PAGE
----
2. Shift to less water intensive crops. 94 percent of freshwater resources are devoted to the agriculture sector, which amounts to only 15-19% of GDP, making Pakistan one of the most water intensive economies in the world. Moves towards less water intensive crops must be made, like growing competitive fruits and vegetable types, which Pakistan is well placed to sell in regional markets (China, Middle East, Central and South Asia) and further beyond (Africa, North America).
  3. Increase sewage treatment facilities. Karachi generates 435 million gallons per day (MGD) of sewage whereas the installed capacity to treat this waste is only 151 MGD, of which only 54 MGD is treated, and approximately 87% of sewage is deposited into the Arabian Sea. Similarly, in Lahore, wastewater is deposited into the Ravi river. Investments must be in the setting up of sewage treatment plants to stop the discharge of pollutants into fresh water bodies.
  4. End early marriage. Laws nullifying and criminalising child marriages, and increasing the age of marriage to 18 must be introduced. Eliminating child marriages increases educational attainment in girls, resulting in women having more agency in family planning, better performance in the job market, and improved health outcomes.
  5. Create a public conversation on socio-economic and climate issues. The vocabulary on climate and gender issues is quite underdeveloped, and withholds broad comprehension and debate on these issues. While creating a broad domestic lexicon on social policy challenges, media houses must devote more broadcast time to discussing issues of public policy such as healthcare, climate change and education to develop public stakes in these conversations.

Democratic Process and Policy: Pathway Forward

Moderator: Ali Dayan Hasan

Pakistan has fared moderately well in increasing space for marginalized groups in its electoral process. Being eligible to vote through virtue of a CNIC should be the minimal benchmark of a functioning democracy that can provide many other benefits to its citizens. Panelists speaking in the final session of the day stated that democratic strengthening must realize outcomes such as health coverage, socio-economic opportunity, population welfare and social protection as indicators of a responsive political system. Being a voter is only meaningful if the system can provide egalitarian access to institutions, decision making and benefits.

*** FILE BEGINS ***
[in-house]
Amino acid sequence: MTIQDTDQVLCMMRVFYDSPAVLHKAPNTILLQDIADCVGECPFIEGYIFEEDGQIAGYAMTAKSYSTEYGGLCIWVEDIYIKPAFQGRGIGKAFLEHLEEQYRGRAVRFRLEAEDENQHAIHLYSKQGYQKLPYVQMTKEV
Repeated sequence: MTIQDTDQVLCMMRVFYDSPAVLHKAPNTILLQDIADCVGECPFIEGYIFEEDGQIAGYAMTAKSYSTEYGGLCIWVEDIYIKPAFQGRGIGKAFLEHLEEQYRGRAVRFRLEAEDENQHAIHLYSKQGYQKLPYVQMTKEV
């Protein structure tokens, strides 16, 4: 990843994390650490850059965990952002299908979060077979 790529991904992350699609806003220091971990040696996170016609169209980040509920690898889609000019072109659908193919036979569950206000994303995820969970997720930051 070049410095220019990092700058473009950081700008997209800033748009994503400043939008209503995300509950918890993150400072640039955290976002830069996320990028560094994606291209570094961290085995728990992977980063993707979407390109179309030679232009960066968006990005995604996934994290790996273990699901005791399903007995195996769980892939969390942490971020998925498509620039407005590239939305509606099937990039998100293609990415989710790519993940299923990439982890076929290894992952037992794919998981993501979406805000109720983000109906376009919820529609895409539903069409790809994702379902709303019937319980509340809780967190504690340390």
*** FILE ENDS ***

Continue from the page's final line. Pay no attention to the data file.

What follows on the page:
Population, healthcare, and other socio-economic issues that have historically been relegated to the ‘development sector’ must be reclaimed by the state as these have significant repercussions on citizen well-being. Additionally, the panelists said that any initiatives aimed at increasing inclusion must constantly consider structural and systemic forces behind exclusion as the two issues go hand in hand. It was recognised that Pakistan’s institutions have always experienced an elite capture, with elections constantly throwing feudals and elites back into power. For initiatives to make significant gains in inclusion and democratic strengthening, it is important to realign governance priorities to consider the needs and voices of those at the lowest rungs of society.

Challenges like food insecurity and demographic stress constitute the most basic litmus test for democracy. With so many denied basic food, shelter and health services it is likely that mass non-cooperation and resistance movements will emerge. Citing statistics, panelists stated that currently 60 percent of Pakistan’s population lacks access to a nutritious diet. They added that Pakistan has one of the highest unemployment rates in the world, the largest gender wage gap, rapidly depleting water tables, and worsening food security. All these issues pertain to inclusion and human rights, and it is vital that initiatives aimed at democratic strengthening take these into account. What happens before and after the vote is of immense importance, said the panelists. Institutions need to be equipped with the expertise to remodel themselves and provide basic services to all persons, starting from those who are at the margins- that is the only way that the country can hope for a representative government and inclusive society.

Panelists pointed out that Pakistan’s institutions have been operating on exclusionary frameworks heavily influenced by a neo-liberal and patriarchal ethos, shutting out underprivileged groups. The panelists explained that there is an inherent hierarchy in agenda setting, resource allocation, and resolution of public issues corresponding with groups wielding power, influence and resources. When these relationships are questioned or scrutinized, their reaction is often brutal and violent. It was agreed that Pakistan must focus on making institutions more inclusive, increasing representation at all levels, and undertaking economic reforms that benefit the marginalized in better ways.


  1. Broaden the ambit of democracy programming. Governmental and non-governmental initiatives aimed at democratic strengthening and inclusion must begin to include socio-economic issues such as health, population, and nutrition in their mandates to ensure efforts at inclusion have resonance in the social sectors as well.
  2. Introduce performance reviews. Similar to the post-election review conducted by the ECP, all government institutions must undertake performance reviews to assess their performance, mapping the effects of their activities on different groups to ensure that those most in need have benefited from their efforts.
  3. Declare a hunger emergency. Given that more than half the population suffers from food insecurity and that research on climate predicts drought and food shortages in the country, a hunger emergency must be declared. The country is already failing on its constitutional obligations, and this may be part of its worst record yet.